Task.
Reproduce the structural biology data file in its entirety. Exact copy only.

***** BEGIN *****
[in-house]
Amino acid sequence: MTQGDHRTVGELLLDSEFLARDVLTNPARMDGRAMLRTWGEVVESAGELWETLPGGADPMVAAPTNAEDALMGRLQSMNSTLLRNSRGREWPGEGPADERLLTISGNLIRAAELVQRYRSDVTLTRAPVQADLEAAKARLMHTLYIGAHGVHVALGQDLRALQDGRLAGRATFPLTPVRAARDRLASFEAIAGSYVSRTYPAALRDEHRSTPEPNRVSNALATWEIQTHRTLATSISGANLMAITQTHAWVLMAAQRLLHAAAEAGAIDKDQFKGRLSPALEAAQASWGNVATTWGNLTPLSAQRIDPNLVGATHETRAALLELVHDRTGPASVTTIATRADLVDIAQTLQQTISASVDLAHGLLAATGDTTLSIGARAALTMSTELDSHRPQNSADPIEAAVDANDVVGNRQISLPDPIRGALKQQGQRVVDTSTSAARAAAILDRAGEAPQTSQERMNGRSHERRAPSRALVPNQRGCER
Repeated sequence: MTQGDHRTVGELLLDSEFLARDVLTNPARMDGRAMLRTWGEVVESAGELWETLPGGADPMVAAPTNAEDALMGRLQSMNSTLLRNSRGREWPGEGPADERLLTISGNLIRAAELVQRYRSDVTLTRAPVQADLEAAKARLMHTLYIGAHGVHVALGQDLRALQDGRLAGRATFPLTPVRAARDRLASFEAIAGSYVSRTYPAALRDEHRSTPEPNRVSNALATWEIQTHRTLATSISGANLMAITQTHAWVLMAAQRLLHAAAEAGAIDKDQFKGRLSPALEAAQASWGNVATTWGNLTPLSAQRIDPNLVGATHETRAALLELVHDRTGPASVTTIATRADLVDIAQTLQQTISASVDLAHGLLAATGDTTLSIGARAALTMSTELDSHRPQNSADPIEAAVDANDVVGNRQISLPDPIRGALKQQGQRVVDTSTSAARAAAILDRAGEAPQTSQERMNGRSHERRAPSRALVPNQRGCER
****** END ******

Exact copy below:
[in-house]
Amino acid sequence: MTQGDHRTVGELLLDSEFLARDVLTNPARMDGRAMLRTWGEVVESAGELWETLPGGADPMVAAPTNAEDALMGRLQSMNSTLLRNSRGREWPGEGPADERLLTISGNLIRAAELVQRYRSDVTLTRAPVQADLEAAKARLMHTLYIGAHGVHVALGQDLRALQDGRLAGRATFPLTPVRAARDRLASFEAIAGSYVSRTYPAALRDEHRSTPEPNRVSNALATWEIQTHRTLATSISGANLMAITQTHAWVLMAAQRLLHAAAEAGAIDKDQFKGRLSPALEAAQASWGNVATTWGNLTPLSAQRIDPNLVGATHETRAALLELVHDRTGPASVTTIATRADLVDIAQTLQQTISASVDLAHGLLAATGDTTLSIGARAALTMSTELDSHRPQNSADPIEAAVDANDVVGNRQISLPDPIRGALKQQGQRVVDTSTSAARAAAILDRAGEAPQTSQERMNGRSHERRAPSRALVPNQRGCER
Repeated sequence: MTQGDHRTVGELLLDSEFLARDVLTNPARMDGRAMLRTWGEVVESAGELWETLPGGADPMVAAPTNAEDALMGRLQSMNSTLLRNSRGREWPGEGPADERLLTISGNLIRAAELVQRYRSDVTLTRAPVQADLEAAKARLMHTLYIGAHGVHVALGQDLRALQDGRLAGRATFPLTPVRAARDRLASFEAIAGSYVSRTYPAALRDEHRSTPEPNRVSNALATWEIQTHRTLATSISGANLMAITQTHAWVLMAAQRLLHAAAEAGAIDKDQFKGRLSPALEAAQASWGNVATTWGNLTPLSAQRIDPNLVGATHETRAALLELVHDRTGPASVTTIATRADLVDIAQTLQQTISASVDLAHGLLAATGDTTLSIGARAALTMSTELDSHRPQNSADPIEAAVDANDVVGNRQISLPDPIRGALKQQGQRVVDTSTSAARAAAILDRAGEAPQTSQERMNGRSHERRAPSRALVPNQRGCER